Coleman v. Jones et al

Filing 26

MEMORANDUM OPINION. Signed by Judge Virginia Emerson Hopkins on 7/1/2014. (JLC)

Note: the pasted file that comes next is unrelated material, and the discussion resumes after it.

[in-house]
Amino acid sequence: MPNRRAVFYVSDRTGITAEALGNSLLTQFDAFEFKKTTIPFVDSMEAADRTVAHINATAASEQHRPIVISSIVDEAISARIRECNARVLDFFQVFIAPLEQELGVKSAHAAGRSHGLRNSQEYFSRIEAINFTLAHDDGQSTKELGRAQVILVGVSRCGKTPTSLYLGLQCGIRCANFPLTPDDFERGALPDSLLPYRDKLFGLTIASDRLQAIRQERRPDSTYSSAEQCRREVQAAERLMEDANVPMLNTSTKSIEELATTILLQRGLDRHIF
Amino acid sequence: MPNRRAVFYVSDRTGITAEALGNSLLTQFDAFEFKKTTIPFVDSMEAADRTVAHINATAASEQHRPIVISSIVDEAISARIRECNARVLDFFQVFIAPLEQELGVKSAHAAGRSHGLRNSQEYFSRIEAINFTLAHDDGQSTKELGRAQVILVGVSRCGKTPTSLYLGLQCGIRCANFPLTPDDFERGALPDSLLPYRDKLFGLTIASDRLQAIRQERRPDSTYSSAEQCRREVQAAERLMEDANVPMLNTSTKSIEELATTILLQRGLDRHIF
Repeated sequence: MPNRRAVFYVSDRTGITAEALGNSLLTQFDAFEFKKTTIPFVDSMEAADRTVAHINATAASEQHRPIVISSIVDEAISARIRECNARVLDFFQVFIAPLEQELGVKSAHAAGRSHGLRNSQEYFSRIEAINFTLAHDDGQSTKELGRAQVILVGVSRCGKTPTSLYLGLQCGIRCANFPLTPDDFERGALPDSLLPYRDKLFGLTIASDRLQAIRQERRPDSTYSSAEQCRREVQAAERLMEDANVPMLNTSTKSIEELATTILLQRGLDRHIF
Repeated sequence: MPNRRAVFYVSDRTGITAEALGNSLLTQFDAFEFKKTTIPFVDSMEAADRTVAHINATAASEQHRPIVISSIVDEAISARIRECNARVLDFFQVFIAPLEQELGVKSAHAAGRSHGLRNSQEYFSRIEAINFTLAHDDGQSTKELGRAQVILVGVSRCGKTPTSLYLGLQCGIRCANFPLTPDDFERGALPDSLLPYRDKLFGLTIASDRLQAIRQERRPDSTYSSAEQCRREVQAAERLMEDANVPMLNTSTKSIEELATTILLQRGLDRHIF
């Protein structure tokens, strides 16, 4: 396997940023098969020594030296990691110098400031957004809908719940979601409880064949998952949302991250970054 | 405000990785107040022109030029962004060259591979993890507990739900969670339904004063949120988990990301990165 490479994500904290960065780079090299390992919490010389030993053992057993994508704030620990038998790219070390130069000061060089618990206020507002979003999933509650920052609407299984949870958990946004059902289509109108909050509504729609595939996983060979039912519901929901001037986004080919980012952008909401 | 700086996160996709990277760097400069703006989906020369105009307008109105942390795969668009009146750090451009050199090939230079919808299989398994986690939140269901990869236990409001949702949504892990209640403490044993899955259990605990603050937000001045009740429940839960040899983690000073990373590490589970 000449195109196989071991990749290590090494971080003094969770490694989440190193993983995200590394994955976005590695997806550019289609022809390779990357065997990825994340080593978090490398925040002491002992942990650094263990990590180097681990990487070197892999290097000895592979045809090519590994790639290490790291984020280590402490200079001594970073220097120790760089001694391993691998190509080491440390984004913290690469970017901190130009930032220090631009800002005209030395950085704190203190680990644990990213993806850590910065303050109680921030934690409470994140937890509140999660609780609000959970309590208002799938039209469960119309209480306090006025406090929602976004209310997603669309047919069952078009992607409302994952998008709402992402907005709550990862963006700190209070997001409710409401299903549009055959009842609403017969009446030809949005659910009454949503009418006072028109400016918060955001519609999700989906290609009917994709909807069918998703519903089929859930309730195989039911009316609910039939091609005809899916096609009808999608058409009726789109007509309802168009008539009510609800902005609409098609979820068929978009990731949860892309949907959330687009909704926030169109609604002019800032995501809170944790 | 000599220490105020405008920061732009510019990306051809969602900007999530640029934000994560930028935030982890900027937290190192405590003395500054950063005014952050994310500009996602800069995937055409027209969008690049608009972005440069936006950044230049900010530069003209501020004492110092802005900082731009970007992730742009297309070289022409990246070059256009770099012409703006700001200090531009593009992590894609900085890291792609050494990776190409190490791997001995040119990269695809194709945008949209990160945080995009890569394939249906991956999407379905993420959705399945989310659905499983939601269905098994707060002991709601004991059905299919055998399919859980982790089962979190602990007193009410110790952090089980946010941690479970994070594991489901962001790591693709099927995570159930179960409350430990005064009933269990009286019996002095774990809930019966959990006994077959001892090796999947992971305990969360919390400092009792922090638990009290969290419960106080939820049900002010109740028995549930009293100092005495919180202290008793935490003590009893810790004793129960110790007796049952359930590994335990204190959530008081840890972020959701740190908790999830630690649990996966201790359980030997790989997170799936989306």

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FILED 2014 Jul-01 PM 04:35 U.S. DISTRICT COURT N.D. OF ALABAMA IN THE UNITED STATES DISTRICT COURT FOR THE NORTHERN DISTRICT OF ALABAMA SOUTHERN DIVISION WILLIAM C. COLEMAN, Petitioner, v. KENNETH JONES and THE ATTORNEY GENERAL OF THE STATE OF ALABAMA, Respondents ) ) ) ) ) Case No.: 2:11-CV-01345-VEH ) ) ) ) ) ) MEMORANDUM OPINION On May 21, 2014, the magistrate judge entered a Report and Recommendation (doc. 21), recommending Petitioner’s motion for review and decision be deemed moot and the petition for writ of habeas corpus be dismissed with prejudice. Petitioner has filed objections. (Doc. 24). Petitioner is proceeding pro se. SUMMARY PROCEDURAL HISTORY The undersigned will not set out anew the procedural history, as it is set out in some detail in the Report and Recommendation, and the Petitioner has not objected to that part of the Report and Recommendation.1 For the reader’s convenience, however, 1 Accordingly, the court adopts by reference the Procedural History as set out in the Report and Recommendation. the court points out a few procedural facts here. On April 7, 2008, Petitioner pled guilty to one count of first-degree rape, one count of first-degree sodomy, and two counts of first-degree sexual abuse. He was sentenced to two terms of twenty years and two terms of ten years in the state penitentiary, with the sentences to run concurrently to each other. Petitioner contends that his guilty pleas were involuntarily entered because he received ineffective assistance of trial counsel. Specifically, Petitioner contends that his trial counsel, Chris Christ, represented to him that he would “possibly” serve only one-third of his sentence because he would be eligible for parole after that length of time, that he could get work release, and that he would be able to have conjugal visits with his wife. Petitioner contends that he would not have plead guilty but for these representations by Mr. Christ. However, each of the offenses that Petitioner pled guilty to was a criminal sex offense involving a child. Therefore, he would never be eligible for parole. After an evidentiary hearing on Petitioner’s Rule 32 motion, the trial credited the sworn testimony of Mr. Christ and his associated trial counsel, Steven Mezrano2 and the portions of Petitioner’s testimony that the trial court found to be consistent with the sworn testimony of Messers Christ and Mezrano. The trial court determined that the alleged misrepresentations had not been made by either attorney 2 Mr. Mezrano’s name is sometimes spelled Mesrano in the exhibits; however, the undersigned adopts the spelling utilized by the Court of Criminal Appeals. 2 and accordingly found that Petitioner’s Rule 32 motion should be denied. The Court of Criminal Appeals affirmed and the Supreme Court of Alabama denied certiorari. This Petition follows.3 STANDARD OF REVIEW After conducting a careful and complete review of the findings and recommendations, a district judge may accept, reject or modify the magistrate judge’s report and recommendation. See 28 U.S.C. § 636(b)(1); Williams v. Wainwright, 681 F.2d 732 (11th Cir. 1982). A district judge “shall make a de novo determination of those portions of the report or specified proposed findings or recommendations to which objection is made.” 28 U.S.C. § 636(b)(1)(C). This requires that the district judge “give fresh consideration to those issues to which specific objection has been made by a party.” Jeffrey S. v. State Bd. of Educ., 896 F.2d 507, 512 (11th Cir. 1990) (citation omitted). A district judge must review legal conclusions de novo, even in the absence of an objection. See Cooper-Houston v. Southern Ry., 37 F.3d 603, 604 (11th Cir. 1994); Castro Bobadilla v. Reno, 826 F. Supp. 1428, 1431-32 (S.D. Fla. 1993), aff’d 28 F.3d 116 (11th Cir. 1994). That said, the court also acknowledges the principle that “[n]either the Constitution nor the statute requires a district judge to review, de novo, findings and recommendations that the parties themselves accept as correct.” 3 There is no challenge to the timeliness of the Petition. 3 United States v. Woodard, 387 F.3d 1329, 1334 (11th Cir. 2004) (citation omitted). Moreover, absent specific objections, there is no requirement that a district judge review factual findings de novo. See Garvey v. Vaughn, 993 F.2d 776, 779 n.9 (11th Cir. 1993) (noting that when a party “did not file specific objections to factual findings by the magistrate judge, there was no requirement that the district court de novo review those findings”) (emphasis in original) (citations omitted). OBJECTIONS TO THE REPORT AND RECOMMENDATION Petitioner’s objections are clearly presented. They are based upon his argument that “the Alabama Court of Criminal Appeals’ adjudication of his claim resulted in a decision that was based on an unreasonable determination of the facts in light of the evidence presented in the state [trial] court proceedings. 28 U.S.C. § 2254(d)(2).” (Doc. 24 at p. 1; see also id. at p. 2 (“The state courts seem to be giving greater credence to the testimony of Christ and Mezrano regarding statements about parole and work release, than is given to [Petitioner’s] testimony which is substantiated by affidavits from [Petitioner and his] wife.”); id. (“The court’s selective utilization of sworn testimony, while ignoring evidence in the form of sworn affidavits, resulted in a decision that was based on an unreasonable determination of facts....”); id. at p. 3 (“the [trial] court erred in not considering all testimony....”); id. (“[Petitioner’s] and Christ’s testimonies are diverse of each other, but the court has ignored or dismissed 4 as untrue, the statements in the affidavits by [Petitioner and his] wife, while selectively citing contradictory and varied testimony by Christ to substantiate a decision that no misrepresentation was made. Said decision was not based on all the facts available in the [trial] court’s record.”); id. at p. 6 (“The state courts’ decisions that no misrepresentations were made to [Petitioner by his attorneys, regarding parole, work release, weekend [conjugal] visits, or the length of sentence to be served, could not have been based on equal consideration of all testimony and evidence.”)). ANALYSIS The court has considered the entire file in this action, together with the Report and Recommendation and Petitioner’s Objections thereto, and has reached an independent conclusion that the Report and Recommendation is due to be adopted and approved. Initially, the court notes that, in his Objections, the Petitioner does not dispute any of the facts found by the Magistrate Judge. Rather, he disputes the facts found by the trial judge. However, where testimony is opposed, it is the function of a finder of fact (here, the trial court at the evidentiary hearing) to determine which testimony to accept in whole or in part, and which testimony to reject. That is what the trial court did. Further, the Petitioner has not argued that the Magistrate Judge applied the 5 wrong law, or misapplied the law. Rather, the Petitioner’s argument is that the Report and Recommendation is wrong because it is based on the erroneous factual findings of the trial judge. Because a state court initially considered the issues raised in the petition, § 2254(d) governs the review of Petitioner’s claim. See Mobley v. Head, 267 F.3d 1312, 1316 (11th Cir. 2001). Habeas relief may not be granted with respect to a claim adjudicated on the merits in a state court unless the adjudication of the claim: (1) resulted in a decision that was contrary to, or involved an unreasonable application of, clearly established Federal law, as determined by the Supreme Court of the United States; or (2) resulted in a decision that was based on an unreasonable determination of the facts in light of the evidence presented in the State court proceeding. See 28 U.S.C. § 2254(d). Price v. Vincent, 538 U.S. 634, 638-39 (2003); Clark v. Crosby, 335 F.3d 1303, 1308 (11th Cir. 2003). Further, a state court's factual finding is presumed to be correct. See 28 U.S.C. §2254(e); see also, Henderson v. Campbell, 353 F.3d 880 at 890-91 (11th Cir.2003). Petitioner has failed to show that the trial court’s factual findings, in light of the evidence presented in the State court evidentiary hearing on his Rule 32 motion, was unreasonable. He has argued that the trial court should not have believed the sworn testimony of Messers Christ and Mezrano over his own sworn testimony and the 6 affidavits of himself and of his wife. He has also argued that it was unreasonable for the trial court to do so. As the Supreme Court has recognized, “[t]he term ‘unreasonable’ is no doubt difficult to define. That said, it is a common term in the legal world and, accordingly, federal judges are familiar with its meaning. *** [However, i]n § 2254(d)(1), Congress specifically used the word “unreasonable,” and not a term like “erroneous” or “incorrect.” Williams v. Taylor, 529 U.S. 362, 410-411, 120 S.Ct. 1495, 1522 (2000). While Petitioner has shown that the trial court could have decided the credibility issue differently, he has not shown that the trial court was unreasonable in making the credibility determination that it made. CONCLUSION The trial court’s fact determinations were not unreasonable. Accordingly, the court hereby adopts and approves the findings and recommendation of the magistrate judge as the findings and conclusions of this court. The petition for writ of habeas corpus is due to be DISMISSED. Further, Petitioner’s Motion requesting review of his petition (doc. 20) is due to be DENIED as MOOT. A separate Order will be entered. 7 DENIAL OF CERTIFICATE OF APPEALABILITY This court may issue a certificate of appealability “only if the applicant has a made a substantial showing of the denial of a constitutional right.” 28 U.S.C. 2253(c)(2). To make such a showing, a “petitioner must demonstrate that a reasonable jurist would find the district court’s assessment of the constitutional claims debatable and wrong,” Slack v. McDaniel, 529 U.S. 473, 484 (2000),or that “the issues presented were adequate to deserve encouragement to proceed further.” Miller-El v. Cockrell, 537 U.S. 322, 336 (2003) (internal quotations omitted). This court finds Petitioner’s claims do not satisfy either standard. Accordingly, the court will not issue a certificate of appealability. DONE this the 1st day of July, 2014. VIRGINIA EMERSON HOPKINS United States District Judge 8